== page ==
Gainesville in Alachua County, Florida — The American South (South Atlantic)
Forced into Service
Florida De Soto Trail
—August 13, 1539 —
Hernando de Soto and his scouting party are passing through the Indian villages of Utinamocharra located just south of here –
My army of more than 700 men follow behind. We will march quickly through this area on our way north to the Apalachee chiefdom to find food and gold. We also hope to find new Indian guides, as many have deserted our ranks.
”The governor commanded his men to ambush and seize as many natives as possible, for those who had come along and had served had now fled, and guides were needed. Accordingly they took thirty Indians, counting children and adults. Then coaxing the captives on the one hand with flattery, gifts and promises of reward should they do their duty, and on the other with great threats of cruel death if they should fail in it.”
- Garcilaso de la Vega
La Florida of the Inca
The Conquistador Trail
The Spanish relied heavily on Indian captives to act as guides and interpreters during their expedition. Many times, these captives lied and misled the Spanish in order to protect their people and villages. When discovered, the guilty were burned at the stake or torn apart by war dogs. Those who escaped unknowingly brought disease back to their villages from contact with the Spanish.
The people of Utinamocharra built several clusters of small villages. Their close proximity facilitated alliances for trade and protection. However, it did little to protect them from the onslaught of European armies and their infectious diseases.
Erected by Florida De Soto Trail, Florida Department of Transportation, the Florida Park Service, and the National Park Service.
Location. 29° 40.725′ N, 82° 25.841′ W. Marker is in Gainesville, Florida, in Alachua County. Marker is on NW 83rd Street north of North West South Road, on the left when traveling north. Touch for map. Marker is located near the southeast corner of the Santa Fe College main parking lot on NW 83rd Street. Marker is at or near this postal address: 3000 NW 83rd Street, Gainesville FL 32606, United States of America.
Other nearby markers. At least 8 other markers are within 6 miles of this marker, measured as the crow flies. Fort Clarke (approx. 1.4 miles away); Devil's Millhopper (approx. 2.9 miles away); Old Stage Road (approx. 3.4 miles away); Gatorade's Birthplace (approx. 5.2 miles away); Mt. Pleasant Cemetery (approx. 5½ miles away); Florida Extension University of Florida Historic Campus (approx. 5.6 miles away); Kanapaha Presbyterian Church (approx. 5.7 miles away). Touch for a list and map of all markers in Gainesville.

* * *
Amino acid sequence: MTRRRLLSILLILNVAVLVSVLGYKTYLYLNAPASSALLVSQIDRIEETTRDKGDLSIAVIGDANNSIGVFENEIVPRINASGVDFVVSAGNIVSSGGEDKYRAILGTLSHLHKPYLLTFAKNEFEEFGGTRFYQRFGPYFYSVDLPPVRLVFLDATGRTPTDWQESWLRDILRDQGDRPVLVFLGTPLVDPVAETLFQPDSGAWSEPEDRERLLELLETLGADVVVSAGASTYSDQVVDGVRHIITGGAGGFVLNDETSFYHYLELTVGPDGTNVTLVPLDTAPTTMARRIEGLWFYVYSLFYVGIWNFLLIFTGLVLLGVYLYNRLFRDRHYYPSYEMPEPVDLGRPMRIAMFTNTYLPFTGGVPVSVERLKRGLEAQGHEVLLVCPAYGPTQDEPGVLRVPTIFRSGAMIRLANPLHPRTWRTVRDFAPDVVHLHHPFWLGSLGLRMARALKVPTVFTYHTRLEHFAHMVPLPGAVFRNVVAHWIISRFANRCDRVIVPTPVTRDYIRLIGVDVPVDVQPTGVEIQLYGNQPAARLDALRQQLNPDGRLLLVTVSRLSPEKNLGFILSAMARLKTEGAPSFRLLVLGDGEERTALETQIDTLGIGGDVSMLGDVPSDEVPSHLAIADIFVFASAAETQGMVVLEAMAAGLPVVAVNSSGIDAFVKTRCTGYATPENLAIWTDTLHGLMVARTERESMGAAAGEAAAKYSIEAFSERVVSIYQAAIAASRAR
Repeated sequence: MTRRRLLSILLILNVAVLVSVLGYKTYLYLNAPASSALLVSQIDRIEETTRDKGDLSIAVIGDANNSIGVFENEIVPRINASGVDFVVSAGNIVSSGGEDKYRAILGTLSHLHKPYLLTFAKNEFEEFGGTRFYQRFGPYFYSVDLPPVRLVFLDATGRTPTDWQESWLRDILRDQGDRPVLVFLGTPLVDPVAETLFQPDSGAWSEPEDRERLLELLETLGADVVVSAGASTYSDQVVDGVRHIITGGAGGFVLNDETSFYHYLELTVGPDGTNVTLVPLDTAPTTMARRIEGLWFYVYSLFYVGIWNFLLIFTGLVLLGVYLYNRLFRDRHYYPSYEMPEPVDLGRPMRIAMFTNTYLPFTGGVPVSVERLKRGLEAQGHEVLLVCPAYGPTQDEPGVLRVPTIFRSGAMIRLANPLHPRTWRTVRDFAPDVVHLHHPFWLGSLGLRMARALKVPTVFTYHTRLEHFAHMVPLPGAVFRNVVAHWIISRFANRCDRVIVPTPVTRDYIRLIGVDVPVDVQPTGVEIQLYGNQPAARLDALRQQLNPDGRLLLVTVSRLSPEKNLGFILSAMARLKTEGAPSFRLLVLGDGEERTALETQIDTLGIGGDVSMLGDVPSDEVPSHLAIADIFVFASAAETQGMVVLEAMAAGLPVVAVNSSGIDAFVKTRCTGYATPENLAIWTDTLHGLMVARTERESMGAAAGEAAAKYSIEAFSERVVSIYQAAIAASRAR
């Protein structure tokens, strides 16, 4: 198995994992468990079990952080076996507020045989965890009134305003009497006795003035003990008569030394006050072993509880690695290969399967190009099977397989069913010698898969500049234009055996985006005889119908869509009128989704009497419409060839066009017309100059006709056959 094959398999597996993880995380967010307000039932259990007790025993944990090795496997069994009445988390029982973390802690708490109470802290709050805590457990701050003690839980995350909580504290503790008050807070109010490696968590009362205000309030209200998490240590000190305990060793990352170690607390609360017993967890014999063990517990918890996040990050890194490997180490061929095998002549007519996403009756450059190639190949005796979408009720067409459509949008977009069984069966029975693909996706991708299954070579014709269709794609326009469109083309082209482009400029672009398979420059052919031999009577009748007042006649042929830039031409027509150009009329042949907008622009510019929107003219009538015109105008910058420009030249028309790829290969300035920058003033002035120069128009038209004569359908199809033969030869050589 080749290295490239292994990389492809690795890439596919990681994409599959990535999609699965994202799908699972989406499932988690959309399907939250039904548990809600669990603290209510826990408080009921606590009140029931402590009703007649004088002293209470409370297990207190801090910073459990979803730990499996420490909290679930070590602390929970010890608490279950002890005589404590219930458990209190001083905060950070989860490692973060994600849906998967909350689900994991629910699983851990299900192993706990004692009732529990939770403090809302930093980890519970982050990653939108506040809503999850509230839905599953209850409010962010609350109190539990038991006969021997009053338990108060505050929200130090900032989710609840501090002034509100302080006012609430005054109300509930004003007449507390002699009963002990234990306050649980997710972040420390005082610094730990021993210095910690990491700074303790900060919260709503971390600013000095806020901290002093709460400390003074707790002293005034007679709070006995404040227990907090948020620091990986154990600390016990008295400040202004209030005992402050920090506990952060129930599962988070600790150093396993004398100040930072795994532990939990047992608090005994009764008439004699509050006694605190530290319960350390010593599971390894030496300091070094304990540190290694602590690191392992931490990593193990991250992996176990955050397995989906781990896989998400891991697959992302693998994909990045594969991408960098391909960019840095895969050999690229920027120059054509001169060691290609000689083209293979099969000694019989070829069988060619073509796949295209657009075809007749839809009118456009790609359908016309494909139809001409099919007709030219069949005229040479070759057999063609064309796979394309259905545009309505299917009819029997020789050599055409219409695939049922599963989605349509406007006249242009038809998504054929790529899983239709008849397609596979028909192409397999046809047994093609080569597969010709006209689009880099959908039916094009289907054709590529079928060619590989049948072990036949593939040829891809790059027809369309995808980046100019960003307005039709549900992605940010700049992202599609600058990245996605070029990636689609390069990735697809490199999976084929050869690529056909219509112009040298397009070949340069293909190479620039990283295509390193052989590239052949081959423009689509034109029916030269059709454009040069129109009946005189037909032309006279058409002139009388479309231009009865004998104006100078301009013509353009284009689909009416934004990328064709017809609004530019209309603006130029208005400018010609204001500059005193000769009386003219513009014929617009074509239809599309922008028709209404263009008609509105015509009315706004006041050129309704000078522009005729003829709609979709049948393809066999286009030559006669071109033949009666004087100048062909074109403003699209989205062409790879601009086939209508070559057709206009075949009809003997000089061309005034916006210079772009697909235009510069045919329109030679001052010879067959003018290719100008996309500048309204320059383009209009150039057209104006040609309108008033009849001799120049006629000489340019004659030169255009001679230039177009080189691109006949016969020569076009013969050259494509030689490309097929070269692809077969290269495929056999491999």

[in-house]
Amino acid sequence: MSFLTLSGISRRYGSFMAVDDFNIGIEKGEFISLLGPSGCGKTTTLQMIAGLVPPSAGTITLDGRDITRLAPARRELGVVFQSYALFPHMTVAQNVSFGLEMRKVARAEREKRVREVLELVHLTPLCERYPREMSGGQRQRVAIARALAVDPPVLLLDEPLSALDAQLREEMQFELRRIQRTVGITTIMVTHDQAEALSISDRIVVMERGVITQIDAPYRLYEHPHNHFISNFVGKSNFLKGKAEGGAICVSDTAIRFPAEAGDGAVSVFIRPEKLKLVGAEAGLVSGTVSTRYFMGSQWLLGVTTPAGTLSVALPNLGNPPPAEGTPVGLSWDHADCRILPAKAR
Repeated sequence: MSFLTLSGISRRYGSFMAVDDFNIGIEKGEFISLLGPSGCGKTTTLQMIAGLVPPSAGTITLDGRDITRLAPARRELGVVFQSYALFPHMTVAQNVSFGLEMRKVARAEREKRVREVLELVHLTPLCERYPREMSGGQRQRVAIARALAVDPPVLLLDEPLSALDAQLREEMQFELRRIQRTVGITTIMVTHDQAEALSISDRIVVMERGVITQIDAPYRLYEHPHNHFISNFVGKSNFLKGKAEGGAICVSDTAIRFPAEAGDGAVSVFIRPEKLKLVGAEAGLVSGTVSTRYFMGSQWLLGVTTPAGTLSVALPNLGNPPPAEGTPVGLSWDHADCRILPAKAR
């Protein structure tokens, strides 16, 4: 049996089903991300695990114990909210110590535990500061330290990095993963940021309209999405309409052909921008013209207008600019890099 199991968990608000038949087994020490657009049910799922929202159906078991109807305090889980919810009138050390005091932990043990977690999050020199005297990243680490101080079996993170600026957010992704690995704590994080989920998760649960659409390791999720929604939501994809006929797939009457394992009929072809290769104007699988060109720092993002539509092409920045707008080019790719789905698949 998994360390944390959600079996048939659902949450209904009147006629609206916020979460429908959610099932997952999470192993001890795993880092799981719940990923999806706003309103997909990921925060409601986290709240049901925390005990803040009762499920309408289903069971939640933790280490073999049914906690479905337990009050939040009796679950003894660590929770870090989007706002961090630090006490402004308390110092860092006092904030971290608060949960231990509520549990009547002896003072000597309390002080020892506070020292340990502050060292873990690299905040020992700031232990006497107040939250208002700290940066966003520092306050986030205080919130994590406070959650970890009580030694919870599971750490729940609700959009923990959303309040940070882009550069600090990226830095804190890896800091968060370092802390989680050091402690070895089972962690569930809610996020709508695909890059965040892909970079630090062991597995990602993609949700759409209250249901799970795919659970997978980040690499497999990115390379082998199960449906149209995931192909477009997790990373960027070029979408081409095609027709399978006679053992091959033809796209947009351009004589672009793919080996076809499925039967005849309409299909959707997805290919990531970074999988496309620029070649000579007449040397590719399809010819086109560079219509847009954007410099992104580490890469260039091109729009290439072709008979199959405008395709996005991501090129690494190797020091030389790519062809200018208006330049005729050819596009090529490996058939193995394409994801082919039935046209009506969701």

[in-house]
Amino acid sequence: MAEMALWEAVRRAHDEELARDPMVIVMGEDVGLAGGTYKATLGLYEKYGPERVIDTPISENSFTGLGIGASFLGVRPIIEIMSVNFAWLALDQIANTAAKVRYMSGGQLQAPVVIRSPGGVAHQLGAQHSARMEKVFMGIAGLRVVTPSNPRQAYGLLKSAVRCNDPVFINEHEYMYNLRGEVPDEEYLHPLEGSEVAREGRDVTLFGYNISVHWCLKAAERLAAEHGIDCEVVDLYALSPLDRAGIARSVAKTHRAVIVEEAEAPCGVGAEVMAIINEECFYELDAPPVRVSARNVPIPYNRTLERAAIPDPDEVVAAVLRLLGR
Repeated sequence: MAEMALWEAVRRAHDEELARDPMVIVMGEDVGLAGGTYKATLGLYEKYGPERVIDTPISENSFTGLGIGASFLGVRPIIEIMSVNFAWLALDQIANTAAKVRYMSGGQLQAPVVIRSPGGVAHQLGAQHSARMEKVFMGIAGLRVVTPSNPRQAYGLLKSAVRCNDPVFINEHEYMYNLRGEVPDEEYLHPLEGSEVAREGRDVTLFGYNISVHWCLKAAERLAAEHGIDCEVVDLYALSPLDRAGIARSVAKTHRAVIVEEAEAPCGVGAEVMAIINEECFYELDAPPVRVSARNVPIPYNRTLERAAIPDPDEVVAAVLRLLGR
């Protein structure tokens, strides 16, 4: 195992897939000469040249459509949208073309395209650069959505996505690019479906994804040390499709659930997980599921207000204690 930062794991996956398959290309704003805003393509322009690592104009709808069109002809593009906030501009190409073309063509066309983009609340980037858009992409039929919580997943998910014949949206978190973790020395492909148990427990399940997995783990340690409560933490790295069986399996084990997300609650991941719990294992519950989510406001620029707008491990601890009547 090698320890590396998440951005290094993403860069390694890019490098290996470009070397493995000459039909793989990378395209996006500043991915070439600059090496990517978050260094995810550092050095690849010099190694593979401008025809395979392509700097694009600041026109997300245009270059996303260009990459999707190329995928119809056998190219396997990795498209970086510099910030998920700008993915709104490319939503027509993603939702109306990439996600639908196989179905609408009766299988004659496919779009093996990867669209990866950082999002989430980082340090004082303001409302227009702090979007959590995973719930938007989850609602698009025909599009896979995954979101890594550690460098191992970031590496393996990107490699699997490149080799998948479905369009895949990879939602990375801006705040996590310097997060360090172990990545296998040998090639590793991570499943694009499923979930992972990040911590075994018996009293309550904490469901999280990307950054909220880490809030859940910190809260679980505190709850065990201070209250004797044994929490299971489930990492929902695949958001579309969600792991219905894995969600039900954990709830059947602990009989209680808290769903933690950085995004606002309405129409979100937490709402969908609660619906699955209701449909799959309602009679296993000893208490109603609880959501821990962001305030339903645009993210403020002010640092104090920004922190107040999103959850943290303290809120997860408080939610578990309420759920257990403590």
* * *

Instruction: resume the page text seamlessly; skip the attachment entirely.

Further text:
More about this marker. Marker is a large, composite plaque mounted vertically within a heavy-duty wooden kiosk.
Related markers. Click here for a list of markers that are related to this marker. Florida De Soto Trail
Also see . . .
1. Florida's De Soto Trail. Hernando de Soto landed at Tampa Bay in 1539 and made his way north in search of gold and riches. A controversial figure in American history, Spanish Conquistador Hernando de Soto is regarded as a hero and brave explorer by some — and an overzealous madman by others. The De Soto Trail shows him as a product of Medieval Europe, a brutal society forged over 780 years of warfare. It also tells the story of the Native American peoples of 16th-century Florida, a highly advanced collection of chiefdoms struggling against each other to gain dominance over their regions. (Submitted on November 5, 2018, by Cosmos Mariner of Cape Canaveral, Florida.)
2. Forced into Service Marker - full panel in PDF format (Submitted on November 5, 2018, by Cosmos Mariner of Cape Canaveral, Florida.)
3. Florida's De Soto Trail map - full panel in PDF format. (Submitted on November 5, 2018, by Cosmos Mariner of Cape Canaveral, Florida.)
4. De Soto’s Expedition to North America. In 1536, de Soto obtained a royal commission to conquer and settle the region known as La Florida (now the southeastern United States), which had been the site of earlier explorations by Juan Ponce de León and others. De Soto set out from Spain in April 1538, set with 10 ships and 700 men. After a stop in Cuba, the expedition landed at Tampa Bay in May 1539. They moved inland and eventually set up camp for the winter at a small Indian village near present-day Tallahassee. (Submitted on November 5, 2018, by Cosmos Mariner of Cape Canaveral, Florida.)
Categories. • Colonial Era • Exploration • Native Americans • Notable Events •
Credits. This page was last revised on December 29, 2018. This page originally submitted on November 5, 2018, by Cosmos Mariner of Cape Canaveral, Florida. This page has been viewed 40 times since then. Last updated on November 21, 2018, by Cosmos Mariner of Cape Canaveral, Florida. Photos: 1, 2, 3. submitted on November 5, 2018, by Cosmos Mariner of Cape Canaveral, Florida. 4. submitted on December 27, 2018, by Cosmos Mariner of Cape Canaveral, Florida. 5, 6. submitted on November 5, 2018, by Cosmos Mariner of Cape Canaveral, Florida. • Bernard Fisher was the editor who published this page.